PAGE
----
Hey, here's a link about the Ogilvie Flour Mill in Winnipeg:ReplyDelete
Apparently the empty building had a major fire in the late 1990s (that's what I must have been thinking of) but the actual remaining brick ruins were not demolished until 2005. There's a cool video of the implosion on that website.
Wow! I watched the video. It reminded me of when the General Hospital in Calgary was demolished like that. I watched it live on tv, it was 1998.Delete
those trucks were back in the glory days of Ford Blue, now it's mostly a tractor thing for the colorReplyDelete
Hey Adam, I sure don't know much about old vehicles. I imagine those old timers will just rust away.Delete
Nice. Great post as always.ReplyDelete
Thanks BW. I know where I want to go next..Delete
Love this post, Jenn. I hope these old elevators and buildings are preserved for all to see.ReplyDelete
Thank you Marie! I wish they could all be saved. It's too bad that even though the store has historic designation, it has been subject to vandalism and not been treated they way it should be.Delete
I was at Wrentham with Jason Paul Sailer back in 2016 - as you know, you linked to my post - and it's great that they have saved that old Ogilvie. There are a couple of Ogilvies left in Manitoba but they are rare.
Hey Steve! I don't recall ever seeing an Ogilvie before. Glad I saw it, stopped in Skiff also.Delete
The story seems to be.. that the elevators that are not in use are massive liability risks and so very expensive to insure. So for the the last 20 years or so the owners have been compelled to demolish them. There are one or two dedicated companys enthusiastically tearing them down for the valuable barn wood salvage. At the rate they have been coming down it is amazing to me that there are any left even now. Truly a non reversible, terrible shame.ReplyDelete
I agree Frank, sad to see these disappearing.Delete
Indeed. Liability is a major concern for us (OWGES) and making it work when the majority of your income comes from membership fees is tough.Delete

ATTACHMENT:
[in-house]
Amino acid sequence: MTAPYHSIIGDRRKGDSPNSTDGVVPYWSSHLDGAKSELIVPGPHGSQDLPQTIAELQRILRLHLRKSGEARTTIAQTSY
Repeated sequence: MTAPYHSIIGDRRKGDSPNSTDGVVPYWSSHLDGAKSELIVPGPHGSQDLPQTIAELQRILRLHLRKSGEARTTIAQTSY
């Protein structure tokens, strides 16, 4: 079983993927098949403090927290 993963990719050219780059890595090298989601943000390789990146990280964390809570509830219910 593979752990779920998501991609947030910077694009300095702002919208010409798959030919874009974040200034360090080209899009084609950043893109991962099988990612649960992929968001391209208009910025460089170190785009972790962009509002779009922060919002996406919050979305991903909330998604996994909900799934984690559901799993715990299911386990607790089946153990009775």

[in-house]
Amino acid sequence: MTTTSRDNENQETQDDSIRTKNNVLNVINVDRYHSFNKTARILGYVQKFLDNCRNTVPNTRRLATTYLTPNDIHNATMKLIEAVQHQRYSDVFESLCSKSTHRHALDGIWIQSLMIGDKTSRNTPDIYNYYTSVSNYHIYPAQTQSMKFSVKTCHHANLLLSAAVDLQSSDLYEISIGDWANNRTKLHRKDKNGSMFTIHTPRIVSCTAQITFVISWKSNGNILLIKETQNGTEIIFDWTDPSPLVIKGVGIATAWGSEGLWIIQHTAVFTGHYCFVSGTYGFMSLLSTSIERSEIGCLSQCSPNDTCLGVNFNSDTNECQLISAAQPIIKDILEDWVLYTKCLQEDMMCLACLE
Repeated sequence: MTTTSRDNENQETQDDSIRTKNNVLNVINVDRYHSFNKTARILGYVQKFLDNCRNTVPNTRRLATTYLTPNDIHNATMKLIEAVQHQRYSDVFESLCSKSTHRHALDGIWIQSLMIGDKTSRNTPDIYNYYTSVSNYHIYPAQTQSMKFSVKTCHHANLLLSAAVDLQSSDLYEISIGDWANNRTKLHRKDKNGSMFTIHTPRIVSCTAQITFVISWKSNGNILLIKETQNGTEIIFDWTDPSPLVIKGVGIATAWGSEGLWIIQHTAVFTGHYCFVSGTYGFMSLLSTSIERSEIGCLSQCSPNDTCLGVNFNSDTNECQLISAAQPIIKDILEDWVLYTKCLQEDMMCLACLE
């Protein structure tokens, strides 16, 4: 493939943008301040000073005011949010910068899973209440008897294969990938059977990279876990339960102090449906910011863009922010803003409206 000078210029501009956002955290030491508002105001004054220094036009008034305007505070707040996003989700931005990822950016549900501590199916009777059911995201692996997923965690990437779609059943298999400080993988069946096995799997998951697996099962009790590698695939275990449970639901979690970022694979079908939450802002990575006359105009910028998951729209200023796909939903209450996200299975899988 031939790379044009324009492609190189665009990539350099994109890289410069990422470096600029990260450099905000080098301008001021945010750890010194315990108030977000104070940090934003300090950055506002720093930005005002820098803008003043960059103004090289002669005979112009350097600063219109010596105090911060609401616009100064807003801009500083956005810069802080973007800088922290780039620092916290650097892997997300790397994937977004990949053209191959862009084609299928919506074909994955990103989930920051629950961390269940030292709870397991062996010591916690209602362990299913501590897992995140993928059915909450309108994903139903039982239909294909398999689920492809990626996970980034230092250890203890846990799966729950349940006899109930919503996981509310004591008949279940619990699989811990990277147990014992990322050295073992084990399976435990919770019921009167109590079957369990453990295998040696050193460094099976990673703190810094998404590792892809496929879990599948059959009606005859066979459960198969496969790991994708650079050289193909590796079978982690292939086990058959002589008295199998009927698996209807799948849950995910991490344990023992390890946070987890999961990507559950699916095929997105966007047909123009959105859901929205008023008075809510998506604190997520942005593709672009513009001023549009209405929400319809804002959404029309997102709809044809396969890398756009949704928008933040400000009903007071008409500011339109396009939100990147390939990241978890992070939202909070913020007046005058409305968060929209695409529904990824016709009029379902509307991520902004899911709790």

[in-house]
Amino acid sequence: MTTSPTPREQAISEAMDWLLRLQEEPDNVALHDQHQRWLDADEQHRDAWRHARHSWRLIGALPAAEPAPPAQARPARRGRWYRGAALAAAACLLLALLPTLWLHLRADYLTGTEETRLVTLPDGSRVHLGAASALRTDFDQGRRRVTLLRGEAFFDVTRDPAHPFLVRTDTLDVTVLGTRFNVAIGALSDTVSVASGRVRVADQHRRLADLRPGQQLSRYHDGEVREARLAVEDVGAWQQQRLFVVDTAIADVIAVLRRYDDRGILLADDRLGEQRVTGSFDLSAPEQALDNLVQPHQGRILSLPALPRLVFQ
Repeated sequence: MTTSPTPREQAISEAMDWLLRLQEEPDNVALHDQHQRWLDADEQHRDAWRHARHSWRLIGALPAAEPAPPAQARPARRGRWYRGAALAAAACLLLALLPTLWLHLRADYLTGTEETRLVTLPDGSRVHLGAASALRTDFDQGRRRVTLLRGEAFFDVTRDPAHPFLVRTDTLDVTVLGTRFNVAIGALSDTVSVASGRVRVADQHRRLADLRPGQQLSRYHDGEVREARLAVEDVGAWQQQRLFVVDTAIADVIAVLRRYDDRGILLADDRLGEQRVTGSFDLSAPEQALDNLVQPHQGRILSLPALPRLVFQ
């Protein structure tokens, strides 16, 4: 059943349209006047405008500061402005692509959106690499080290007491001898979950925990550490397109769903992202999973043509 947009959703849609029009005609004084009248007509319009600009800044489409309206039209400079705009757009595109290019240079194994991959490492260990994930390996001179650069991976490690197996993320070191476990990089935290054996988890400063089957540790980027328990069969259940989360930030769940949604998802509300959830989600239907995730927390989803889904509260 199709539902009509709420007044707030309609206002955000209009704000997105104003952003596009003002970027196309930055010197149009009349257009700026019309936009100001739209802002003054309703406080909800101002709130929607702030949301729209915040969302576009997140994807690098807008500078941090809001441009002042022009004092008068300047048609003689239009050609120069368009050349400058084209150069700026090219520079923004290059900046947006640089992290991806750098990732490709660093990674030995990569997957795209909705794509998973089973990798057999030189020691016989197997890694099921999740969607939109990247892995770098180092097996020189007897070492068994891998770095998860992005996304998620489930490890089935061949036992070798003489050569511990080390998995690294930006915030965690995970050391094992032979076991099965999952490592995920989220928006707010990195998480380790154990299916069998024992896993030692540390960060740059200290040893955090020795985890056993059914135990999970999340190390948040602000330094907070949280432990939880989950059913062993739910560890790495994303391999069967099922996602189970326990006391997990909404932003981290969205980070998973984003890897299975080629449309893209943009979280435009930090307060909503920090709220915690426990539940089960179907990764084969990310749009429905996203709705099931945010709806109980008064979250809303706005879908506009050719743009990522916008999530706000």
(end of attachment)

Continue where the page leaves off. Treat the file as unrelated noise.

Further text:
Great post, Jenn! Sounds like OWGES has their work cut out for them and I wish them luck.ReplyDelete
Thanks Michael, I hope they get the money they need. I'd sure like to see the store fixed up too.Delete
Hi Jenn :) I would love to buy an old farm building, church, barn or even a grain elevator to renovate into my home. I think it's important to hold on to the old buildings for historical purposes and keep the history alive. Great post!ReplyDelete
Hi Rain! I just wish a historical designation came with money to fix them up.Delete
Interesting story and background on these grain elevators and buildings. Even though they have historical status obviously they are not monitored for their continuing decaying conditions. I wonder if they have representatives that go out, check on them and then write up a report of the buildings condition. Maye that's asking too much and they don't have any money in reserve to cover those expenses. Just a thought. :)ReplyDelete
Hi Bill, I would say one other than interested citizens checking on them no one really does. Too many are just left to deteriorate.Delete
Great stuff and thanks for the shout out to the OWGES group Jenn! It's a fine looking old building. I worry for that store.ReplyDelete
Thanks Chris, I want an inside tour next time lol! I realllly hope that store doesn't just fade away.Delete
I've always wanted to buy an old church or old barn and make it a our home. We lived in an old walnut drying building that was turned into a residence. It was fantastic. The kitchen was big enough to play basketball in! Bedrooms were huge, both upstairs and downstairs, and it sat on 20 acres! We wanted to buy it but the owner wouldn't sell. Now the house is gone and the acreage is paved and host to a massive RV sales lot. Very sad!ReplyDelete
I love that you shared the history of Olgilvie with us. I hope you win the lottery and save the old buildings!
Hi Toni! That sounds fantastic, such a shame that the owner sold out to an RV lot! Just this morning I saw a listing for a former 2-room schoolhouse....if only!!Delete
Thanks so much for the shoutout to my blog posting and to OWGES. At times it seems like saving an elevator is an impossible task but the first step is in finding a group of people willing to try and that is what we have.ReplyDelete
Of course! I was glad to be in the area and hopefully next time I can meet up with Cody or Jason to see inside. Keep up the great work!Delete